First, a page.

Donald’s notes: Summer Arts, week 4
This is a roundup of news, reviews and notes from the fourth and final week of the CSU Summer Arts program, which is back at Fresno State after a five-year absence. I’ll be updating this post as the week progresses. If you have Summer Arts tidbits or thoughts on a performance you’d like to share, email me at firstname.lastname@example.org. For the public calendar of events, click here.
One of the best (and cheapest!) things to do at Summer Arts is attend one of the free student showcases. After two weeks of intensive learning and creating, these students are anxious to show off a little. One of the highlight events is sure to be Friday’s “Video Projection Mapping in 3D Space” in the South Gym.
I attended guest artist Yannick Jacquet’s lecture last week on the subject, and it’s fascinating. And I got to swing by the class on Tuesday as students prepared for Friday’s demonstration. They’ve created a wild looking set in the South Gym meant to suggest one of the moons of Jupiter, and from there all sorts of fantastical creations will be projected. The inspiration is organic life forms. This course is an example of the collision between art and science. I’m guessing it will be a memorable event.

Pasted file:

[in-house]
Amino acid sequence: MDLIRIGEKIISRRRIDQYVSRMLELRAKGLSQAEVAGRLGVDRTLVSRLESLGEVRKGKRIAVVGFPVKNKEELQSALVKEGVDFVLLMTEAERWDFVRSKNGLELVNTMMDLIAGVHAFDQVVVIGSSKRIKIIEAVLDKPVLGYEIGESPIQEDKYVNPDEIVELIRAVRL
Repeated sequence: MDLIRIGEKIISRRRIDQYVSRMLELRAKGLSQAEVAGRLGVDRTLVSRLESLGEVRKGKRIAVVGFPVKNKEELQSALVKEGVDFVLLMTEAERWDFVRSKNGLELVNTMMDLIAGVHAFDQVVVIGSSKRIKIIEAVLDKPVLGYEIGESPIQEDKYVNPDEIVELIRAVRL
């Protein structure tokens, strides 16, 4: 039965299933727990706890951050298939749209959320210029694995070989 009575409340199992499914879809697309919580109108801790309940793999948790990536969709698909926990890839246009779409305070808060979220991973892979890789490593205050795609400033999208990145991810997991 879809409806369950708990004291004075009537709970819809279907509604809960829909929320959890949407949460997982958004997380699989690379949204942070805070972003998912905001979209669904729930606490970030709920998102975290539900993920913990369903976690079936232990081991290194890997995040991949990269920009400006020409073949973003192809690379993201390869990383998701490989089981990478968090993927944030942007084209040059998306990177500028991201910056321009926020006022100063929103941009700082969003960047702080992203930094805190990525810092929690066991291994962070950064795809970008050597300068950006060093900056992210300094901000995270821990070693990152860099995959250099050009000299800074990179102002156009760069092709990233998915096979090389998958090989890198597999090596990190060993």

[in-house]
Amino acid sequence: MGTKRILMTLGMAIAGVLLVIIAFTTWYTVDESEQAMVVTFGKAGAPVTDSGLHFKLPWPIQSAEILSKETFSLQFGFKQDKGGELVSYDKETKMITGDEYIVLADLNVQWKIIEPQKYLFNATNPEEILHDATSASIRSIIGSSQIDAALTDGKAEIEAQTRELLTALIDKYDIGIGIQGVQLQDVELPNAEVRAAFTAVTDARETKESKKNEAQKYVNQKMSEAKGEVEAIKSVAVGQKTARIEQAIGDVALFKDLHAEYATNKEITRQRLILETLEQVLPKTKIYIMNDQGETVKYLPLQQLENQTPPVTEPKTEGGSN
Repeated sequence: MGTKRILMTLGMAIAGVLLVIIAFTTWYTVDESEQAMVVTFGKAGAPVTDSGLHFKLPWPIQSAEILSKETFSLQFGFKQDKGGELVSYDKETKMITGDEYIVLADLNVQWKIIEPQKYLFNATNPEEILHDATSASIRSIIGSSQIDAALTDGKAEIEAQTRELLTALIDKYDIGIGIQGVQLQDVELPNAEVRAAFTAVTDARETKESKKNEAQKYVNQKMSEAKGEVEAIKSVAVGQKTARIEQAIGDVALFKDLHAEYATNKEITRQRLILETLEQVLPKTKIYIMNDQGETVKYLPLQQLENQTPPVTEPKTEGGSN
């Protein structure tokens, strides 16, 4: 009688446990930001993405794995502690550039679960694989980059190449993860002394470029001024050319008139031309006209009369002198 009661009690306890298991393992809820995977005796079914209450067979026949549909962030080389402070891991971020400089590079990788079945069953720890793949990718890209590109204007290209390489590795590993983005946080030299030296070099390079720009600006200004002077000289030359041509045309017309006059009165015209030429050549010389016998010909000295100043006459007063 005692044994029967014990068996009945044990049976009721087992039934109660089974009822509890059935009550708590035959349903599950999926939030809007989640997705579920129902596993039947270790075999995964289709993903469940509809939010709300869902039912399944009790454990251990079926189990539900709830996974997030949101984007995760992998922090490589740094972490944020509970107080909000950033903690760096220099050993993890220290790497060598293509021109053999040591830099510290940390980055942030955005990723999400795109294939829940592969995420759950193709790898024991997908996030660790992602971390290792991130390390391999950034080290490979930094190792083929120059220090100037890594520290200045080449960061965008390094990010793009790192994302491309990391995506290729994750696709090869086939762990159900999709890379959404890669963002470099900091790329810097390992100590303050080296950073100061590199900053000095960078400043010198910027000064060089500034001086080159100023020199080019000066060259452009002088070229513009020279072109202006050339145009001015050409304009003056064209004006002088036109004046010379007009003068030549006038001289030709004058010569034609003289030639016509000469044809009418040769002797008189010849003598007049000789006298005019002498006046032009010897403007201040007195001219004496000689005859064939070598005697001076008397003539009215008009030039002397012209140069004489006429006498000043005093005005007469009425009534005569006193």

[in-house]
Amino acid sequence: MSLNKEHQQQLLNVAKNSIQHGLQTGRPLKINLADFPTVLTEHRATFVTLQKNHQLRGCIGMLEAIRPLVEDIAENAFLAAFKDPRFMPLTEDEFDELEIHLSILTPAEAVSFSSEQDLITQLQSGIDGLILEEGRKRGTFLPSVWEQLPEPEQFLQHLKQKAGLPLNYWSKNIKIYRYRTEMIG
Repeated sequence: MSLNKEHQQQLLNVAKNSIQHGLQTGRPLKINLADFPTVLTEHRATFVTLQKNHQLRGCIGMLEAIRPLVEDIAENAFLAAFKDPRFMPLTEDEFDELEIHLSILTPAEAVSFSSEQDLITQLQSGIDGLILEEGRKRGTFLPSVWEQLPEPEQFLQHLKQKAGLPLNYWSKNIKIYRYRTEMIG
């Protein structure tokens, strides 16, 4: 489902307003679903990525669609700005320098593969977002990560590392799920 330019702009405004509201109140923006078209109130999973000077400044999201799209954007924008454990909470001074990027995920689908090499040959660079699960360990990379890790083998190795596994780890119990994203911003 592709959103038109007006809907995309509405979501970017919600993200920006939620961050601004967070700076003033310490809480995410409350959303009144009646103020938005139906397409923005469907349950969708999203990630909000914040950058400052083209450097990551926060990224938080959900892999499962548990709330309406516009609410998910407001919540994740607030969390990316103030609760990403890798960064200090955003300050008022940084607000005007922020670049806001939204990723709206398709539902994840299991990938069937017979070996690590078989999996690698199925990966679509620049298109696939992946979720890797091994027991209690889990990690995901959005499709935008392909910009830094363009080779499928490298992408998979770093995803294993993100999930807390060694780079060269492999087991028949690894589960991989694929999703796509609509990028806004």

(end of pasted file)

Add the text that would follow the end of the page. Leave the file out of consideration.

Here’s a list of all the student showcases:
Friday, July 21
2:15pm – Sexuality and Love in Creative Writing – Concert Hall
4 pm – Urban Bush Women Dance – John Wright Theatre
7:30pm – Musical Theatre: Actor, Music, and Lyrics – Concert Hall
9 pm – Video Projection Mapping in 3D Space – South Gym 109
Saturday, July 22
11 am – Animating a Short Film with Nimble Collective – John Wright Theatre
2:15pm – Acting for the Camera: The Reel Experience – John Wright Theatre
3:45pm – Visual Storytelling: The Art & Craft of the Graphic Novel and Printmaking and Installation: Out of the Matrix – Conley Gallery
7:30 pm – Drum Talk – Concert Hall
(Updated 9 a.m. Friday, July 21)
Writing about love and sex
One of the most different sounding student showcases is “Sexuality and Love in Creative Writing.” I caught up with course coordinator Brandi Spaethe and student Summer Krafft, who will be sharing some of her work along with other students in the class. Some highlights of the conversation: